Birds of North Carolina:
their Distribution and Abundance
Magnolia Warbler - Setophaga magnolia
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General Comments The Magnolia Warbler nests across most of the boreal forest zone of Canada and the northeastern states. Until a few decades ago, the southern end of its breeding range stopped in Virginia; but since the 1980's, the species started to appear in younger spruce-fir stands in the North Carolina mountains. Now, Magnolia Warblers are present in very small numbers in most of the ranges and isolated mountains that contain spruce-fir stands, though the birds inhabit edges of such forests, young to middle-aged stands, and openings in such forests. Breeding evidence has been somewhat skimpy, though adults have been seen feeding young out of the nest; no nest has yet been found in the state. Actually, Magnolia Warblers may have nested sparingly in the mountains in the 19th Century and in the early decades of the 20th Century. The species is a rather numerous migrant in the mountains and Piedmont, but it is scarce toward the coast (except in fall). As with most warbler species, migrant individuals are normally seen away from conifers and are seen mostly in the canopy or mid-story of hardwood forests and edges.
Breeding Status Breeder
NC BRC List Definitive
State Status SR
U.S. Status
State Rank S2B
Global Rank G5
Coastal Plain Transient. In spring, rare to uncommon in the western portions, rare over central portions, and very rare to at times rare close to the coast. In fall, uncommon to at times fairly common (after a cold front) over most of the region, including the coast. Mainly early to late May, and early Sep to mid-Oct. One about 30 miles off Cape Hatteras (Dare) on a 14 May 2023 pelagic trip was most unusual. There are three reports in Nov, including one for 25 Nov and another for 27 Nov. Peak counts:
Piedmont Transient. Mainly uncommon in spring, and fairly common in fall, over most of the province. Clearly more numerous everywhere in fall than in spring. Mainly early to late May, and late Aug to mid-Oct. Peak counts:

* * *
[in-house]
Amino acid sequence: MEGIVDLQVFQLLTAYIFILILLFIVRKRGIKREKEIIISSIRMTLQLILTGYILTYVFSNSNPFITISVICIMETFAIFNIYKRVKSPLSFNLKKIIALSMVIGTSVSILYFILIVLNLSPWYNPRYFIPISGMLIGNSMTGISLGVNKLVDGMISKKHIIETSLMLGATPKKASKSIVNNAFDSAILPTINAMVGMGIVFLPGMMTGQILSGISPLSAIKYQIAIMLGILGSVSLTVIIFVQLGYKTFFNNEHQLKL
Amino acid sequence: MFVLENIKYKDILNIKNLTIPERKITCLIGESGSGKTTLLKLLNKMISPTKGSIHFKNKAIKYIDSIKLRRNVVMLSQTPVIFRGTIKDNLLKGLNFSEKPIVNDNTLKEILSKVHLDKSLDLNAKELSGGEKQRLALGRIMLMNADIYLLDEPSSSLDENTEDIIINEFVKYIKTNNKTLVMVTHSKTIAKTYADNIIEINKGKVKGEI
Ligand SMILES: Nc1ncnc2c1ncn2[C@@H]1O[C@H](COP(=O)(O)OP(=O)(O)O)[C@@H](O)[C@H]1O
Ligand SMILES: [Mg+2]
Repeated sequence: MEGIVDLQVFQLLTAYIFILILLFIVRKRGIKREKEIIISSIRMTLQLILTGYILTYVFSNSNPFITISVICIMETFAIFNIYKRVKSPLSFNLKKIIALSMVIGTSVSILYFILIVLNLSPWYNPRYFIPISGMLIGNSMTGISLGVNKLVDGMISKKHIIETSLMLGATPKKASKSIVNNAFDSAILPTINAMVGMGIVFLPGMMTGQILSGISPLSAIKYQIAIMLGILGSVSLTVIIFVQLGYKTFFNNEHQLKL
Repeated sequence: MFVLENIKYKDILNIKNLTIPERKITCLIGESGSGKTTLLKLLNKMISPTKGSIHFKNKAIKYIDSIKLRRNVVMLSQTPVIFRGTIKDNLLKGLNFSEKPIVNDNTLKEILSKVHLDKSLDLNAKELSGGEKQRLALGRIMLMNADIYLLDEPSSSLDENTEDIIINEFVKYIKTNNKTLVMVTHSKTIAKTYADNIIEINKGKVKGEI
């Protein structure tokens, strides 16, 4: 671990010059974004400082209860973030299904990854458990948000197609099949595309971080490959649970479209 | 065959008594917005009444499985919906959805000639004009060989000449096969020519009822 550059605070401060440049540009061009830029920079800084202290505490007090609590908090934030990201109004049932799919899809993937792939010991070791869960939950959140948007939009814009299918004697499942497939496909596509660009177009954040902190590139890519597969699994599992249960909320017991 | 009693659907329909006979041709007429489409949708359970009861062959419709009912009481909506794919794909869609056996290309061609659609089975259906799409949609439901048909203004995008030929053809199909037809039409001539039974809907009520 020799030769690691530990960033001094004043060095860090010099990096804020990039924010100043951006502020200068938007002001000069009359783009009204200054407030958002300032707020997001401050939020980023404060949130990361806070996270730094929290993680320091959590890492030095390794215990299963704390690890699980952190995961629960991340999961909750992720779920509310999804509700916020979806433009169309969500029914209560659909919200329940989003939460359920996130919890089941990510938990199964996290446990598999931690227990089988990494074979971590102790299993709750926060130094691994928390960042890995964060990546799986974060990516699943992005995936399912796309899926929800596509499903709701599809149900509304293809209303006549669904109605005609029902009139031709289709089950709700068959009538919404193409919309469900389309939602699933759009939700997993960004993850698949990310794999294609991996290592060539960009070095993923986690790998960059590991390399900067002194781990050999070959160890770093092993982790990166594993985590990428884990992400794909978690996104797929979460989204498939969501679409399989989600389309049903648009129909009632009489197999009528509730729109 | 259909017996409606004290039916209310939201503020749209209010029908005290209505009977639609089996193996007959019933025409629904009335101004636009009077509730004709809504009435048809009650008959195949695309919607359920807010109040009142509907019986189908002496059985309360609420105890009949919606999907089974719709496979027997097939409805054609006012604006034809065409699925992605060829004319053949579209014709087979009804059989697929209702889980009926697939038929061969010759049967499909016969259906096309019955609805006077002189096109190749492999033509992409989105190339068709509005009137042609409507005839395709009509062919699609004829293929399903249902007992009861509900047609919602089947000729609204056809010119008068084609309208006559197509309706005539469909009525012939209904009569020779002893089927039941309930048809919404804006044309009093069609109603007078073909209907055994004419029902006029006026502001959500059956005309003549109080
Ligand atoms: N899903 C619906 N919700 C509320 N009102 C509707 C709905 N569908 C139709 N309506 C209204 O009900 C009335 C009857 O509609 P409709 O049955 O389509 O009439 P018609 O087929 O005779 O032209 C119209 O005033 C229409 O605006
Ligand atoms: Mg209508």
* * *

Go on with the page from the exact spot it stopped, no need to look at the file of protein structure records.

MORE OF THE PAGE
Mountains Scarce summer resident (at higher elevations), and transient. In summer, rare to locally uncommon (but slowly increasing) in most areas of spruce-fir, south to and including Great Smoky Mountains NP; essentially over 5,000 feet, but occurs in Long Hope Valley (Watauga and Ashe) at 4,300 feet. In summer 2023, lower elevation singing birds were reported from Banner Elk (Avery) on 17 Jun and in northwestern Ashe on 12 Jul. Only a few actual breeding records have been documented. Elsewhere, generally uncommon spring migrant, and common in fall. Mostly early May to late May, and mid-Aug to mid-Oct. One photographed at Beaver Lake (Buncombe) from 7-25 Nov 2016 was remarkably late. Peak counts: in summer, up to 8 males at Roan Mountain (Mitchell), 5 Jun - 16 Jul 2013.
Finding Tips It usually can be found in fall migration in the mountains, in various parks and along the Blue Ridge Parkway; however, as with birds in migration, numbers can be spotty from day to day. In summer, the best areas are Roan Mountain (such as near the Rhododendron Gardens) and Mount Mitchell SP.
Attribution LeGrand[2023-10-20], LeGrand[2023-08-10], LeGrand[2023-04-07]
NC Map
Map depicts all counties with a report (transient or resident) for the species.
Click on county for list of all known species.
NC Breeding Season Map
Map depicts assumed breeding season abundance for the species.